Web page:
10 tips for a rainy day picnic

10 tips for a rainy day picnic

Out on stormy weekends for a picnic at the beach? Maybe spend the night in the rain in the foothills? Or getting drenched while hiking in your favorite river valley? Don’t let the humidity make you unhappy. Picnics in the constant rain can still be quite fun if you keep yourself dry. Here are 10 tips to have a picnic in extremely wet weather conditions.

1. Remember to bring rain gear.

Medium-weight tights and long-sleeve shirts are the simplest, most comfortable, and least-obstructive undergarments to wear underneath stiff fabric. You should look for clothing that covers the entire area to keep the jacket from rubbing against your skin, and you can stretch your arms and legs comfortably. On short trips when the weather is wet, you can completely skip the traditional pants used for hiking (hiking), only wearing tight pants and hard shells.

2. Look for sturdy, breathable fabric jackets and pants.

During long trips with continuous rain, the outer layer of the hard fabric jacket inevitably gets wet. This greatly reduces the breathability of the garment. The side zips will never let you down and they will make hiking much more comfortable.

3. Wear only synthetic and fleece thermal clothing.

In wet weather, a synthetic or fleece mid-layer maintains warmth and retains volume even in humid weather.

4. Waterproof for a backpack.

Of course, it’s a good idea to store moisture-sensitive items in a dry bag, zippered bag, or trash bag, but waterproofing your backpack will still help protect it from the outside. Fully waterproof backpacks are by far the best choice, but they are often very expensive. You can also waterproof your backpack to the same effect, albeit a little more complicated, with a pack cover.

Also, remember: A wet backpack will also weigh more.

5. Open the backpack as little as possible.

Every time you open your backpack or take off your backpack raincoat, rainwater will fall on the backpack. This dampness builds up for the rest of the ride. To minimize that, store all frequently used snacks and knick-knacks in your shirt pocket, pants pocket or the outside of your backpack.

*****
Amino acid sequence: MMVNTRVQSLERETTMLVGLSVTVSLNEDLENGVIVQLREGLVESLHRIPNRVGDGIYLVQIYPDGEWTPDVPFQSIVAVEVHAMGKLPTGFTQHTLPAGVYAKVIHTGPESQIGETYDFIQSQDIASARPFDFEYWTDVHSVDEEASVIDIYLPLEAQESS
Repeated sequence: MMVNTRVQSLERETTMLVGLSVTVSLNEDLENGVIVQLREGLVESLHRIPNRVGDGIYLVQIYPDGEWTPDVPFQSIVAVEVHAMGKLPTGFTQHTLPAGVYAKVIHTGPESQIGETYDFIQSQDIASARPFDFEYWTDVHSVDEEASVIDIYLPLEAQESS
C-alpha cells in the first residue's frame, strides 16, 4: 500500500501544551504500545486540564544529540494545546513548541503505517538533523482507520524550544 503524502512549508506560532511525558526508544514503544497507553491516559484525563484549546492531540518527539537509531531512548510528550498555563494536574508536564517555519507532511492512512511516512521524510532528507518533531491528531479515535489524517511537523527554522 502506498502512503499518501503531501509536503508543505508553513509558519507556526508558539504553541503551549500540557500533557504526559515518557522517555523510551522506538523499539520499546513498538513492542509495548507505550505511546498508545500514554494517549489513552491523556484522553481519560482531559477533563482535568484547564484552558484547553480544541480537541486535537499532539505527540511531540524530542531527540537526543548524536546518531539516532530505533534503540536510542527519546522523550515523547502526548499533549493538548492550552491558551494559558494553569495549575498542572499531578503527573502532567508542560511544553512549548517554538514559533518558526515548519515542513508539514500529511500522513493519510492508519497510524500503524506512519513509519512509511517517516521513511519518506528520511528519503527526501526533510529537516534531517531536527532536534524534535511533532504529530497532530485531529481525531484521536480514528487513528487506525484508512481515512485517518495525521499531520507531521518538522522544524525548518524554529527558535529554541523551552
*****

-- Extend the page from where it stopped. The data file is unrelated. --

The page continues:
6. Keep the map in a zippered plastic bag.

Many maps are waterproof. But if yours doesn’t have one, be sure to keep the map in a plastic bag so it won’t be affected by rain whenever you use it.

7. Hiking shoes with leggings are great for short trips.

Especially if you wear leggings under hard fabric pants, the effect will increase, this combination helps to seal the gap between pants and shoes, preventing rainwater from entering.

8. For longer rides, wear breathable trail running shoes.

Otherwise, your feet will get wet. Even the best walking shoes, leggings, and pants can’t stop the sweat or the lingering, inevitable wetness of a long walk in the rain, especially if you have to wade across a river. across the stream. At this time, a pair of trail running shoes will be a wise choice for you. Since they are softer and more breathable than regular shoes, they minimize the risk of blisters due to the tough leather material that dries quickly in between showers. Another plus is that they help your feet move significantly easier.

9. Pay more attention to the prevention and treatment of blisters.

Wet socks quickly strip your skin of its natural oils, leading to more water absorption, wrinkling, and a higher chance of blistering, especially if you’re wearing stiff shoes. To help prevent this, replenish the skin’s natural oils with wax or ointments from reputable brands and prepare a bandage.

10. Leave wet items outside the tent.

Backpacks, shoes, coats, socks, wet hats, or any other wet items should be left under the awning, not in the tent. Leaving wet clothes in the tent leads to wet sleeping bags, leaving campers cold and uncomfortable. Ventilation, rigidity and plenty of space are the three ideal characteristics of a tent for use in humid weather.